NPR’s All Things Considered has done a show on whistling language in Alaska (you can listen to it at the linked page):

Alaska is home to at least 20 Alaska native languages plus countless individual dialects. It’s also home to whistling as dialogue. The Yupik Eskimos and their Russian cousins have long practiced this form of communication. Alaska Public Radio’s Gabriel Spitzer reports.

I wish they had broadcast some actual St. Lawrence Yupik as well as the whistled versions, but it’s only a four-minute segment, and it’s a lot of fun just the way it is. Thanks for the link go to Songdog, who reminds me I’ve posted about whistling talk in the Canary Islands.


  1. Thank you for this notice. As someone who is part Yupik as well as a linguist, I will listen to this broadcast segment with great interest. I have been on St. Lawrence Island. The fierce winds there set a good example of whistling, around corners, snowdrifts, over the surf!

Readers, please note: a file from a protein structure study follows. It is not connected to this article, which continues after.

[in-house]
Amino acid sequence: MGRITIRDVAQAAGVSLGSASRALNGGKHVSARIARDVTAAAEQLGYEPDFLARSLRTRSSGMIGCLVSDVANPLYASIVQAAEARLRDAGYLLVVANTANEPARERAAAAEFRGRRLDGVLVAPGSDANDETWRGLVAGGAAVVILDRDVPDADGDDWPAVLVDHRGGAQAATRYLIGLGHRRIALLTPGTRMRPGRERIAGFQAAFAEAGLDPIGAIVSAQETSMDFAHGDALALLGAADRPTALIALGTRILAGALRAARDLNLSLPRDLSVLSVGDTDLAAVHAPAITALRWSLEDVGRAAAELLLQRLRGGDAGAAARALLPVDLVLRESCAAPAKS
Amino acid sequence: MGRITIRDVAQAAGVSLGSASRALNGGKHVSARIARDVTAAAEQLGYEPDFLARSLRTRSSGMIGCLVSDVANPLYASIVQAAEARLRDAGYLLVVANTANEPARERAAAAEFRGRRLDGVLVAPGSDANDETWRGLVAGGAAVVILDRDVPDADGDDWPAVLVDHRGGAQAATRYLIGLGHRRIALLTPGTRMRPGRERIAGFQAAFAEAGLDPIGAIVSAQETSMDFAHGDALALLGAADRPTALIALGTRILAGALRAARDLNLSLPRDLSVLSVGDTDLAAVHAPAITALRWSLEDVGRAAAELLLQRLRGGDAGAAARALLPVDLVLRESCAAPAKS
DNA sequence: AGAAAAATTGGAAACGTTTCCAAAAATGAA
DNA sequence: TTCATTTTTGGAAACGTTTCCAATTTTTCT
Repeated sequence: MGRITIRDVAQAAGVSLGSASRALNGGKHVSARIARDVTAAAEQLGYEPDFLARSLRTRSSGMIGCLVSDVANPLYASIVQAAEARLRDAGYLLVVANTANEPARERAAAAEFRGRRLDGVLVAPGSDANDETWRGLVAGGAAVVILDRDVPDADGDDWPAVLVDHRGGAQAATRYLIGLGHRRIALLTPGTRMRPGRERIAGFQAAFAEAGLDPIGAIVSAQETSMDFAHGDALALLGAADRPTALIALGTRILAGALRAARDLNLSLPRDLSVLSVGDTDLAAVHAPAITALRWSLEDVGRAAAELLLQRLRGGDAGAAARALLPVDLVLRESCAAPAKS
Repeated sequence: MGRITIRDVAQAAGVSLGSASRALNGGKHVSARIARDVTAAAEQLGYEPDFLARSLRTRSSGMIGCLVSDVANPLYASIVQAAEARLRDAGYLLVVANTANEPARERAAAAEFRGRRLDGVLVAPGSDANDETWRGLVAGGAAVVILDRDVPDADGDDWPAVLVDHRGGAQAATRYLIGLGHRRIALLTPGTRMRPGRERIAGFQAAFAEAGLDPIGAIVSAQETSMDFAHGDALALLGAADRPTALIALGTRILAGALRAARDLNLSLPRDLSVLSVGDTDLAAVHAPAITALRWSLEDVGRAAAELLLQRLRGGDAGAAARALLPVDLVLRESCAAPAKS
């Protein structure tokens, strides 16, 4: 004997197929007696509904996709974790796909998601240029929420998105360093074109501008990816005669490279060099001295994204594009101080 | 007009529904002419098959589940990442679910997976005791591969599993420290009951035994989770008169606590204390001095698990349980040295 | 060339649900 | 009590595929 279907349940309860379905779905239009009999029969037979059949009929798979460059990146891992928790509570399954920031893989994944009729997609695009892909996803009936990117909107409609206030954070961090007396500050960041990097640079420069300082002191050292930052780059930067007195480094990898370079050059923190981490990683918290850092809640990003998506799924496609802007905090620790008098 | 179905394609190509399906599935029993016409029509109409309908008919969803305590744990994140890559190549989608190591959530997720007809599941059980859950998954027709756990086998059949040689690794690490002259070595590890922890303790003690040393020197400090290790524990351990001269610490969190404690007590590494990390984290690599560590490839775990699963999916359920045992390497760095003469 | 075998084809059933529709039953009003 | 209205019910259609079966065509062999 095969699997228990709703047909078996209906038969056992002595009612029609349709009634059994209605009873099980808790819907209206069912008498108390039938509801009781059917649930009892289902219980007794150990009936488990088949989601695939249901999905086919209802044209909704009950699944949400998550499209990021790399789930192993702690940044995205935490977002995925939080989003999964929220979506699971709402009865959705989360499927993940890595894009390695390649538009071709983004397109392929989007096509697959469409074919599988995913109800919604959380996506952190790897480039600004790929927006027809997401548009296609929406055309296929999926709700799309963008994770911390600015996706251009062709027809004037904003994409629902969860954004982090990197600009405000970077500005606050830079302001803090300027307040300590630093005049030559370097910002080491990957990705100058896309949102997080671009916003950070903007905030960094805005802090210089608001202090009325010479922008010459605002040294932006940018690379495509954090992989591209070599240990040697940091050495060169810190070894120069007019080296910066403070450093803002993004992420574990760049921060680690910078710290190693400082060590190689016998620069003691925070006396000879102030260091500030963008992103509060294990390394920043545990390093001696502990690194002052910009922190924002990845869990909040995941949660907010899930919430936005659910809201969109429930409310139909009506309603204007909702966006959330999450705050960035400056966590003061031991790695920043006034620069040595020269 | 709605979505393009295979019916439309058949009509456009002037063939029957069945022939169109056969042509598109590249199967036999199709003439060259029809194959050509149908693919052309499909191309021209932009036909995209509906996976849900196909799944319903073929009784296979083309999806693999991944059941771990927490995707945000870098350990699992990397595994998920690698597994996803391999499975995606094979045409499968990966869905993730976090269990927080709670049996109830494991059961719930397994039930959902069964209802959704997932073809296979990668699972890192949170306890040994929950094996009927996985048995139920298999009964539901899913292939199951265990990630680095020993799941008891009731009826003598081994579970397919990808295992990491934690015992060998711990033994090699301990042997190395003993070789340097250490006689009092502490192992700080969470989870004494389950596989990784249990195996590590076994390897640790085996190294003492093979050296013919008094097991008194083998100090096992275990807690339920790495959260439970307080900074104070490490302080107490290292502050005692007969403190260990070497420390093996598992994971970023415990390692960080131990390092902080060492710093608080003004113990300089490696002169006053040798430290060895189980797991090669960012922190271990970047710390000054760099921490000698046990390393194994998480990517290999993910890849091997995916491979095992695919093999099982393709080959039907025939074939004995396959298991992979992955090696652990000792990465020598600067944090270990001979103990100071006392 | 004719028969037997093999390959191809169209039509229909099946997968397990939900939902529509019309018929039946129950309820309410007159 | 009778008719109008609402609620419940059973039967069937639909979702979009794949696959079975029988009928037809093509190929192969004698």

2. I seem to remember watching a documentary, some years ago, where they talked about whistling languages and also featured a yodeling language. I’ve been unable to find anything about it on the multifarious internets. Have you ever come across any articles or sites about yodeling as a language?

  3. No, but if you do find a link about it, let me know.

  4. There is a whistling language used in the Canary Islands, particularly on La Gomera, called “Silbo”. (http://www.cnn.com/2003/TECH/science/11/18/whistle.language.ap/)(http://tellicherry0.tripod.com/whistlinglang.htm)
    There is also a whistle language used among the Mazatec Indians in Mexico. http://www.jaars.org/museum/alphabet/modern/mazatec.htm

  5. I guess whistling would work on the phone, but yodeling might not (too loud). Are there any languages with phonemes that don’t work well on the phone?

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